I’m reminded how a young man told me a few years ago that he loathed Bill Clinton because the former president was — and I quote — ”a hippie.” I was floored. Love Clinton or loathe him, that is, putting it mildly, an unlikely description of a man who spent the hippie era as a Rhodes Scholar and Yale University student of law.

But it makes sense if you buy the premise that we have been re-litigating the ’60s here, seeking a balance of values between the freedom some of us won and the ”good old days” others of us lost, between the whispered promise of change and the shouted, strident threat.

Indeed, if you buy the premise, then John McCain’s recent attempts to conflate Obama with William Ayers are hardly surprising.

Whatever you think of the ’60s, though, one thing is undeniable: They tore us apart, ripped American society to pieces and threw those pieces in the air so they rained down like confetti, falling into new configurations, nothing where it used to be. It was an angry time, those who found stability — identity — in the old configurations fighting those intoxicated by the possibilities of the new.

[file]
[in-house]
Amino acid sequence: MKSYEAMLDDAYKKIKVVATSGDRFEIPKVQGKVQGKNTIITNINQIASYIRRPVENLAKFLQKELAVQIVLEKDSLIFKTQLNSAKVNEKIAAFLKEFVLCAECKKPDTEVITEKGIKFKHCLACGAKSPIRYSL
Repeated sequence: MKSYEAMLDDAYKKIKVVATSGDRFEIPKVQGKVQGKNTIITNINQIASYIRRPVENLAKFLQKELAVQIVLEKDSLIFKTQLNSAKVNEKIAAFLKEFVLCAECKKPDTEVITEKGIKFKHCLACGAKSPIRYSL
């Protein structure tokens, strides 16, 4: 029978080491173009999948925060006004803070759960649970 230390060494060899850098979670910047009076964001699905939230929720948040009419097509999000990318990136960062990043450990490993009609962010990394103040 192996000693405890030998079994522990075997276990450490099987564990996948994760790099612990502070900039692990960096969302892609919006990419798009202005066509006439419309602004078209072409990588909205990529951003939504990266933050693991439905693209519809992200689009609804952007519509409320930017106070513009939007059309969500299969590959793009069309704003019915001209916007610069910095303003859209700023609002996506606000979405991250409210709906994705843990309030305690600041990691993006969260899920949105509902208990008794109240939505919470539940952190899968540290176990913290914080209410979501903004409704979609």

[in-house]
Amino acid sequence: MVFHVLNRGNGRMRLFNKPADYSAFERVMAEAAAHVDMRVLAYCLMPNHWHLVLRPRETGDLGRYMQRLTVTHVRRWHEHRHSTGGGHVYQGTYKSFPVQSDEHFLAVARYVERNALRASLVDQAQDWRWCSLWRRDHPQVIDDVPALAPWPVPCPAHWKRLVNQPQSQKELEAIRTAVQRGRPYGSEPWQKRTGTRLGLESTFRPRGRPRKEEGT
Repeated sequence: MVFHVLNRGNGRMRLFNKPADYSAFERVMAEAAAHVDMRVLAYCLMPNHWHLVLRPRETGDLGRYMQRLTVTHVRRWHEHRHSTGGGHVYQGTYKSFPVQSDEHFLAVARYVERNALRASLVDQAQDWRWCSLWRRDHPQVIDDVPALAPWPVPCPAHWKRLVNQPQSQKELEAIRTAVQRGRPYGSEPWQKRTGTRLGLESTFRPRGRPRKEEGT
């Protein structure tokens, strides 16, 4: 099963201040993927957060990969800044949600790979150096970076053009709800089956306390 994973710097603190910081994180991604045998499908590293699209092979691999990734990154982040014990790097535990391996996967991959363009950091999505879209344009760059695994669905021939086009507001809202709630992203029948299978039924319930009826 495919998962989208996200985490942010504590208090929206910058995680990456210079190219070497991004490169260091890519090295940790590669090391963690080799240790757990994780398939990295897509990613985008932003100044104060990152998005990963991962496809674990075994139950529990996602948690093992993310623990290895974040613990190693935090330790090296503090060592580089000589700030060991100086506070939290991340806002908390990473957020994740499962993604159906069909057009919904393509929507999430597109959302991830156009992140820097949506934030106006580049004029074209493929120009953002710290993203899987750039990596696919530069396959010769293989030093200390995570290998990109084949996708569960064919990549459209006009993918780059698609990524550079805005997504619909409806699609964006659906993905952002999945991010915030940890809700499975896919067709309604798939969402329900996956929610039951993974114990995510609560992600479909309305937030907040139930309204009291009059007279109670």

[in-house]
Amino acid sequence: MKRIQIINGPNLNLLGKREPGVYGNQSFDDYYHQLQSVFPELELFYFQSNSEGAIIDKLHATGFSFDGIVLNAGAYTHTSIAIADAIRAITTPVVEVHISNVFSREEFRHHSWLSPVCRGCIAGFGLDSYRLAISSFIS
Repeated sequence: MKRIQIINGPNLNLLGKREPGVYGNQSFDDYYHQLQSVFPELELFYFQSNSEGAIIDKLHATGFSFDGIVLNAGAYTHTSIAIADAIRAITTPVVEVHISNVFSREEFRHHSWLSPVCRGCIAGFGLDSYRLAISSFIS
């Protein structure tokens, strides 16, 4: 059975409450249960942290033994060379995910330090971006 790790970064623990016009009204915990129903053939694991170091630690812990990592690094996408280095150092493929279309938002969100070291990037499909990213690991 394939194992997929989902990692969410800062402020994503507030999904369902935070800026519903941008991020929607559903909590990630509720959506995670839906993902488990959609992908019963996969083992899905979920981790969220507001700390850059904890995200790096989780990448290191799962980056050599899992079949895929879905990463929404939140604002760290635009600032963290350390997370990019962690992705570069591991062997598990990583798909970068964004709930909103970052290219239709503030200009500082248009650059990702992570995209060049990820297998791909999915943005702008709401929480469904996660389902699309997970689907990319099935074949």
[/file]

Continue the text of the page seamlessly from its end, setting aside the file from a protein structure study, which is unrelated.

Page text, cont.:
Which is why some regarded the presidential candidacy of Robert F. Kennedy with such ineffable hope. His was a promise to reconcile the shredded pieces, to make them — make us — whole again. Then he walked through that hotel kitchen, and we lost everything that might have been.

Forty years later, we are still angry, still sifting through confetti pieces, trying to find a way to make them whole. And here comes Barack Obama wanting to be president.

He has an economic plan, sure. He has a healthcare plan, yes. He has a promise to end the war in Iraq, fine.

Those are important matters, certainly. But when I look at this guy and reflect on the hate I see in my country, the lack of purpose I see in my country, the division and fear I see in my country, those concerns feel distinctly secondary.

You know what I hope Barack Obama is? I hope he is reconciliation — the end of the 1960s at long last. And the beginning of something new.

Leonard Pitts- Miami Herald